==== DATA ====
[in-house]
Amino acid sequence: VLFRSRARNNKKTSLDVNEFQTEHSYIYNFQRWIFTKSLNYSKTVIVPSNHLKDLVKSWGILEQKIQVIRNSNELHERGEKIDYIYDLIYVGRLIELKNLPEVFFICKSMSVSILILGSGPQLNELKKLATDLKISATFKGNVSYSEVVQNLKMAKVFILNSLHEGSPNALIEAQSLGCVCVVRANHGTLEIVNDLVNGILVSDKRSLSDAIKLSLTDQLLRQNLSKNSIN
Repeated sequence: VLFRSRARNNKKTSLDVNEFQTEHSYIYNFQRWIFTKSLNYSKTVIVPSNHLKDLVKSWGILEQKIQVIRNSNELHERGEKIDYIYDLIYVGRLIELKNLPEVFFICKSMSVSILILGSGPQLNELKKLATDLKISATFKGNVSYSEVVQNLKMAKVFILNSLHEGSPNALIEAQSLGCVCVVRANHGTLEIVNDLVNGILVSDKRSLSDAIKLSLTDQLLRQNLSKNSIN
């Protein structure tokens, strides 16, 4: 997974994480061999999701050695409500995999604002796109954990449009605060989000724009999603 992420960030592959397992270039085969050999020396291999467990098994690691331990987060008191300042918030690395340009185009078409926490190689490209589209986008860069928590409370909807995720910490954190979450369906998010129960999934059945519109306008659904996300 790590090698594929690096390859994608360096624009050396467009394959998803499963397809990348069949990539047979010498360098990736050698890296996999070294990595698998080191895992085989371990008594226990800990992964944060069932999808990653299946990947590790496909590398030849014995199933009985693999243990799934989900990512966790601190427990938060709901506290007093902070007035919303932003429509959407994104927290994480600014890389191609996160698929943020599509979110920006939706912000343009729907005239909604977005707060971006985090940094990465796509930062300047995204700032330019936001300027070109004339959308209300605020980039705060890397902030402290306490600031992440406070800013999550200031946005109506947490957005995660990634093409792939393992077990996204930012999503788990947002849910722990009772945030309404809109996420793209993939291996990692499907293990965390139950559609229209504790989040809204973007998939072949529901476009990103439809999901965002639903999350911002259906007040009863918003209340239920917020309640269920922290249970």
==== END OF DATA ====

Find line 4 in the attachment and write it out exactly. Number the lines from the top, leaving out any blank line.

């Protein structure tokens, strides 16, 4: 997974994480061999999701050695409500995999604002796109954990449009605060989000724009999603 992420960030592959397992270039085969050999020396291999467990098994690691331990987060008191300042918030690395340009185009078409926490190689490209589209986008860069928590409370909807995720910490954190979450369906998010129960999934059945519109306008659904996300 790590090698594929690096390859994608360096624009050396467009394959998803499963397809990348069949990539047979010498360098990736050698890296996999070294990595698998080191895992085989371990008594226990800990992964944060069932999808990653299946990947590790496909590398030849014995199933009985693999243990799934989900990512966790601190427990938060709901506290007093902070007035919303932003429509959407994104927290994480600014890389191609996160698929943020599509979110920006939706912000343009729907005239909604977005707060971006985090940094990465796509930062300047995204700032330019936001300027070109004339959308209300605020980039705060890397902030402290306490600031992440406070800013999550200031946005109506947490957005995660990634093409792939393992077990996204930012999503788990947002849910722990009772945030309404809109996420793209993939291996990692499907293990965390139950559609229209504790989040809204973007998939072949529901476009990103439809999901965002639903999350911002259906007040009863918003209340239920917020309640269920922290249970």